O'Day umpired in 10 World Series, including the first one in 1903. He worked 35 years and made one of the most famous calls in the game's history, ruling Fred Merkle out in a 1908 play that long lived in baseball lore as ``Merkle's Boner.'' He was the 10th umpire to go into the Hall.

White played from 1871-1890, starting out as a catcher without a glove and later moving to third base. He was a three-time RBIs leader, once topping the league with 49 RBIs when baseball hardly resembled the game it is today.

The new members will be honored along with anyone chosen in January in voting by the Baseball Writers' Association of America.

Hall of Famer and panel member Phil Niekro credited two historians on the panel, Peter Morris and Tom Simon, with helping to illuminate the accomplishments of those who are long gone.

``It's tough to go back into the 1800s and bring that to life,'' Niekro said. ``It was so different then - five strikes, eight balls, batters can tell the pitcher where they want it. Can you imagine? I couldn't have done that if I tried, not with my knuckleball.''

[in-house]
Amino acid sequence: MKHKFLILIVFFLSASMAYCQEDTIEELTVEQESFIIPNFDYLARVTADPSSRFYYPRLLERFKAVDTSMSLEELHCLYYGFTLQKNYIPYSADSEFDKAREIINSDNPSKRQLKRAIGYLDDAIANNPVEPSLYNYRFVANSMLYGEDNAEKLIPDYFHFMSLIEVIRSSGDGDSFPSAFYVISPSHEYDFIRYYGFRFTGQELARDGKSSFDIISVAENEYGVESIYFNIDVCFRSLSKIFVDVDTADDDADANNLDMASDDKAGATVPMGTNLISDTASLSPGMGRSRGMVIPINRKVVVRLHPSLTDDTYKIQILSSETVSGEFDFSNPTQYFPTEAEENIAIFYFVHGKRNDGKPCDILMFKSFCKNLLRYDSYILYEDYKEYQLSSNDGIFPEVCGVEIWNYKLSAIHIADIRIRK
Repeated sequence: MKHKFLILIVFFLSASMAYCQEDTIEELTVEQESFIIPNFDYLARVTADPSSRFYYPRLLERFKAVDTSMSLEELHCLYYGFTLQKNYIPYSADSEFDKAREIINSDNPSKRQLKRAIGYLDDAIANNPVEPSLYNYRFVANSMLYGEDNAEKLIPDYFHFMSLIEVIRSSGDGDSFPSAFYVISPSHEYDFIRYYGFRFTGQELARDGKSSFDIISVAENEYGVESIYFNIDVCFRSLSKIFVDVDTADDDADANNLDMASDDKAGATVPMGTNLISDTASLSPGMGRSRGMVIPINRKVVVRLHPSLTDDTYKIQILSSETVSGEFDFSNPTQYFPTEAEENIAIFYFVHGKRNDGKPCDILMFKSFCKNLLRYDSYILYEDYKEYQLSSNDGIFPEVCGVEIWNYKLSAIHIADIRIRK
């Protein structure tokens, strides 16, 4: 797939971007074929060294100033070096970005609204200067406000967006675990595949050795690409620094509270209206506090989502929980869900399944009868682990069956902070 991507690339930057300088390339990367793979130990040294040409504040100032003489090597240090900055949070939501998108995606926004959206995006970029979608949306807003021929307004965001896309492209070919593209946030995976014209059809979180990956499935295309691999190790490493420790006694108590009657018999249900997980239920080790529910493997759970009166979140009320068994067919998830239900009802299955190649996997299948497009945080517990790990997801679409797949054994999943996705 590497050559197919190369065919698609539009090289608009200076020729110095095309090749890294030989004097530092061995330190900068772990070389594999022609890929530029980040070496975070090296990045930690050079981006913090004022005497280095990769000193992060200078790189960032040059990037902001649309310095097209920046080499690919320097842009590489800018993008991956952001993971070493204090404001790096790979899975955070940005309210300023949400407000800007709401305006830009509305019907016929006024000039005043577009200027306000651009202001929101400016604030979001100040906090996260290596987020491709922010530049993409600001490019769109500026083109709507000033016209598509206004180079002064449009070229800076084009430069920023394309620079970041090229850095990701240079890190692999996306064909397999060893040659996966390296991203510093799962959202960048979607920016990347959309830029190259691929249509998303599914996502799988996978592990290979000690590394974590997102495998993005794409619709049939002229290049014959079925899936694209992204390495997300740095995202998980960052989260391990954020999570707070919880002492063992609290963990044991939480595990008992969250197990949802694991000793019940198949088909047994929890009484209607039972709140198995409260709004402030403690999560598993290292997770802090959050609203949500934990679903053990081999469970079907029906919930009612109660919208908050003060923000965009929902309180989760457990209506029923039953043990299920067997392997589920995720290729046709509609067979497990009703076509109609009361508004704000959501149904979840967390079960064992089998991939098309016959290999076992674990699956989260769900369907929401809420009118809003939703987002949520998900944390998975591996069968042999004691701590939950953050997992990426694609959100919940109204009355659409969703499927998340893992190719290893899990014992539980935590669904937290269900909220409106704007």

Ruppert, O'Day and White all died in the 1930s - the first Hall class was selected in 1936.

Hall of Famers Bert Blyleven, Don Sutton, Pat Gillick and Niekro were among the voters who considered 10 candidates. Former NL MVPs Marty Marion and Bucky Walters also were on the ballot.

It took 75 percent (12 votes) for election. Ruppert and O'Day each got 15 votes and White drew 12. Bill Dahlen got 10 and Marion, Walters, Sam Breadon, Wes Ferrell, Tony Mullane and Alfred Reach each got three votes or less.

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Spurs trading Kawhi Leonard to Raptors in deal involving DeMar DeRozan, per report

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Spurs trading Kawhi Leonard to Raptors in deal involving DeMar DeRozan, per report

The NBA offseason has been nothing short of entertaining.

Overnight ESPN's Adrian Wojnarowski reported that the Toronto Raptors have agreed to a deal to acquire forward Kawhi Leonard from the San Antonio Spurs in a trade package that includes guard DeMar DeRozan.